Assyria continued to be a bully and oppressor of the southern kingdom of Judah after the fall of Israel, the northern kingdom. 2Kings18.13–19.37 tells about Assyria’s siege of Jerusalem in 701 BC by King Sennacherib of Assyria when Hezekiah was the king of Judah. Read that section in 2 Kings. Even though Assyria was a terribly cruel empire, God had actually used Assyria to punish His people in the northern kingdom. He had allowed Assyria to take Israel into exile in 722 BC and transplanted Assyria’s to take their place, which led to the Samaritan people that you read about in the NT. So, in the reign of Hezekiah of Judah, Assyria is ready to overthrow Jerusalem and take Judah into captivity also. Hezekiah was a good king and had made many reforms. So God was favorable to Hezekiah and Judah at this time. But, as you read 2 Kings 18 and 19, notice the arrogance and blasphemy of Assyria. The Assyrians mock Judah for trying to resist them. They brag at how they had conquered the gods of many nations, and they mocked Judah for trusting in their god to deliver them. This arrogance and blasphemy seems to be the turning point in God using Assyria any longer. 2 Kings 19:

27 “But I know you well— where you stay and when you come and go. I know the way you have raged against me. 28 And because of your raging against me and your arrogance, which I have heard for myself, I will put my hook in your nose and my bit in your mouth. I will make you return by the same road on which you came.” 32 “And this is what the Lord says about the king of Assyria: “His armies will not enter Jerusalem. They will not even shoot an arrow at it. They will not march outside its gates with their shields nor build banks of earth against its walls. 33 The king will return to his own country by the same road on which he came. He will not enter this city, says the Lord. 34 For my own honor and for the sake of my servant David, I will defend this city and protect it.” That night God killed 185,000 of the Assyrian army and the siege lifted and King Sennacherib returned to Assyria, only to be assassinated after that by his own sons. Assyria continued to be a world power after this, but something interesting happened after Jerusalem was saved. God told Hezekiah that he was about to die, but God gave him 15 extra years and the miracle of the sun dial going backwards to confirm that. The Babylonians sent messengers to Hezekiah to check out that miracle, and Hezekiah boastfully showed them the treasures of the temple. God then told Hezekiah that the Babylonians would eventually take Judah captive. God knew that after Hezekiah’s good reign would follow the most evil king of Judah, King Manasseh. He knew that He would one day allow Babylonian to do what Assyria had tried to do, i.e. overthrow Jerusalem and take Judah captive. Hezekiah reigned from 715-686 BC. His evil son Manasseh would reign for 55 years (some of that co-regent with Hezekiah and as sole reign 686-642 BC).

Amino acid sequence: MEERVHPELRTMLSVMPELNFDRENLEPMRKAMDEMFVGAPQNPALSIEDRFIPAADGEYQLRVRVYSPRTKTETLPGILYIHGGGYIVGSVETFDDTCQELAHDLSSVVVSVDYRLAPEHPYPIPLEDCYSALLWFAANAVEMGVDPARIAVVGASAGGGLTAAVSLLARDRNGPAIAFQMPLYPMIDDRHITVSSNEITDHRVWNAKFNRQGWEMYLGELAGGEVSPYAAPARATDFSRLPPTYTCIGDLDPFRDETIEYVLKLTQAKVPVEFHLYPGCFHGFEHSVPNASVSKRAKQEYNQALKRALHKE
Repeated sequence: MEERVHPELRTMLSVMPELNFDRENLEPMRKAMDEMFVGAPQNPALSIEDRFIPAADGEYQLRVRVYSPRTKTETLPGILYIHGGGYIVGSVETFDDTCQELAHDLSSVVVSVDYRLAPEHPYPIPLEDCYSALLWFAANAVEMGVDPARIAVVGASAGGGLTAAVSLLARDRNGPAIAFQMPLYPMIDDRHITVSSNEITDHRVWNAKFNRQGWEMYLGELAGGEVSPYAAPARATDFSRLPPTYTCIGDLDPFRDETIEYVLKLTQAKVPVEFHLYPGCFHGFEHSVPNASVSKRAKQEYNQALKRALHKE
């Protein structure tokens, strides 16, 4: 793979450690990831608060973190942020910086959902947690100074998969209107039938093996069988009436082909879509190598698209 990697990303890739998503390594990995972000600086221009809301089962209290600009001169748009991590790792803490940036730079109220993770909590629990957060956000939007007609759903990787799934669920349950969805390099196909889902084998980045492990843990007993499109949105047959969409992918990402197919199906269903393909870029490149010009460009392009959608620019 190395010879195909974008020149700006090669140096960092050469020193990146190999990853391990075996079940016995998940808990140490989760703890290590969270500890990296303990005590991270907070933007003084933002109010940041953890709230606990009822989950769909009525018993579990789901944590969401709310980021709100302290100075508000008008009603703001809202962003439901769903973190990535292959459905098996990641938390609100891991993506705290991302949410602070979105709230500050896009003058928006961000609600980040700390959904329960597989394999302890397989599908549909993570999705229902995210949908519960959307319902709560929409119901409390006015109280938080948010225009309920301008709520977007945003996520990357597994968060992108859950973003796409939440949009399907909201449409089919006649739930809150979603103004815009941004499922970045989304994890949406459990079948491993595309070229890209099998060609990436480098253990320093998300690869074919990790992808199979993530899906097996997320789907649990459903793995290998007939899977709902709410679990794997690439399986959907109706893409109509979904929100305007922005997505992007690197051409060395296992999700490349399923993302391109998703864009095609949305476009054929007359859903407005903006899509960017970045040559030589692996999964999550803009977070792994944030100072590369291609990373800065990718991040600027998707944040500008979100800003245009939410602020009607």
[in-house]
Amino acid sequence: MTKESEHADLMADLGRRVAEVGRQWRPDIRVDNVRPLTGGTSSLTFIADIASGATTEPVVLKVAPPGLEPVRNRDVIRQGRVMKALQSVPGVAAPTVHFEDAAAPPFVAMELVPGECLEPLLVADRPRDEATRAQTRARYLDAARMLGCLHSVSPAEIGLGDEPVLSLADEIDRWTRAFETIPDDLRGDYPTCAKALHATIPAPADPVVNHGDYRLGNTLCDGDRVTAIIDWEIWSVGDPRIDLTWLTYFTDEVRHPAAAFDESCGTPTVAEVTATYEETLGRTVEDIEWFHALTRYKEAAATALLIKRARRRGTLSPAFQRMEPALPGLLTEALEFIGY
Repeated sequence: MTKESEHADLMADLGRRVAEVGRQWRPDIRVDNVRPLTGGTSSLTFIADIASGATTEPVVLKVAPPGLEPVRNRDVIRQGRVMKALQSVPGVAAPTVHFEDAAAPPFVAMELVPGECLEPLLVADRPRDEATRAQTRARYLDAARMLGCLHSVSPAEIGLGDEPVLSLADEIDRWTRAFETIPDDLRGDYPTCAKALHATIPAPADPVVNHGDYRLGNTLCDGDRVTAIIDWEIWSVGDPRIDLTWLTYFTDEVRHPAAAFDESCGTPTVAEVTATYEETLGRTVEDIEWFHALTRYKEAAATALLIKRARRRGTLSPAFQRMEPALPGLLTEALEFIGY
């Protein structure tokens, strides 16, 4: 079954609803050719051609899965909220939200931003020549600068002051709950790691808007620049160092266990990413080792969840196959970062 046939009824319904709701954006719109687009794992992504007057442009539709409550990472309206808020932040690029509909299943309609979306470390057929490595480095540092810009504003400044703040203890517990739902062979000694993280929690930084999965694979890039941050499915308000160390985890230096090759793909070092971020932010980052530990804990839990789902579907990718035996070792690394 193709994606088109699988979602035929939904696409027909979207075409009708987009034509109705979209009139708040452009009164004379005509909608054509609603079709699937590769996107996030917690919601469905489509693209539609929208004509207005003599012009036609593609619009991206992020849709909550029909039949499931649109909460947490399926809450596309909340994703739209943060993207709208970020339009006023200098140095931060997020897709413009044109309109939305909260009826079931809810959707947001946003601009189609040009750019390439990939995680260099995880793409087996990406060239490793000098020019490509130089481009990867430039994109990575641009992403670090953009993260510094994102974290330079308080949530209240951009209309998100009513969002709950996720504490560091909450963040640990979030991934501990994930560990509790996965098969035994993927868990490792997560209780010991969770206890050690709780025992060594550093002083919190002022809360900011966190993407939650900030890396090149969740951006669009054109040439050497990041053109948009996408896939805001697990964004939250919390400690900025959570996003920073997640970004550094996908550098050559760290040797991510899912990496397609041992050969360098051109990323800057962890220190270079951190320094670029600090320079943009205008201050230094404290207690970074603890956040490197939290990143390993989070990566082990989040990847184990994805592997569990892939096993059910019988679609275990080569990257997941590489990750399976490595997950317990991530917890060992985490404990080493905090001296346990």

That brings us back to Nahum who prophesied sometime between 663-654 BC during the evil reign of Manasseh. God has already told Hezekiah that it would be Babylon who would take Judah captive some day, and now through Nahum he predicts the fall of Assyria which would happen in 612 BC, paving the way for Babylon to be the world power that would destroy Jerusalem and the temple, and take Judah captive in 586 BC as God had told Hezekiah. Ninevah would be destroyed 50 years after Nahum predicted it, but the plans are already in working. God is moving among the nations. As Daniel said in Daniel 2:21 God “removes kings and establishes kings”. He will remove the Assyrian Empire and replace it with the Babylonian Empire. Babylon will do His will and destroy Jerusalem and take Judah into captivity for 70 years (606-536 BC). God will then send the Medes and Persians to destroy Babylon in 539 BC, and cause Cyrus the Persian king to allow Judah to return to the Holy Land to rebuild the temple. Ezra will make a 2nd return from Babylon to reform the keeping of the Law. Nehemiah will make a 3rd return to rebuild the walls of Jerusalem.

But did the fall of Ninevah happen just as Nahum predicted? Yes, in every detail. I suggest you go to this Wikipedia cite to get an a good account of the battle of Ninevah in 612 BC. https://en.wikipedia.org/wiki/Battle_of_Nineveh_(612_BC) Or google it! Of course, the agnostics say Nahum could not have predicted this 50 years before it happened! They say he or someone using his name wrote the book of Nahum after the fact! But we know God can use his prophets to predict the future. That is they way He proves that His prophets are true prophets.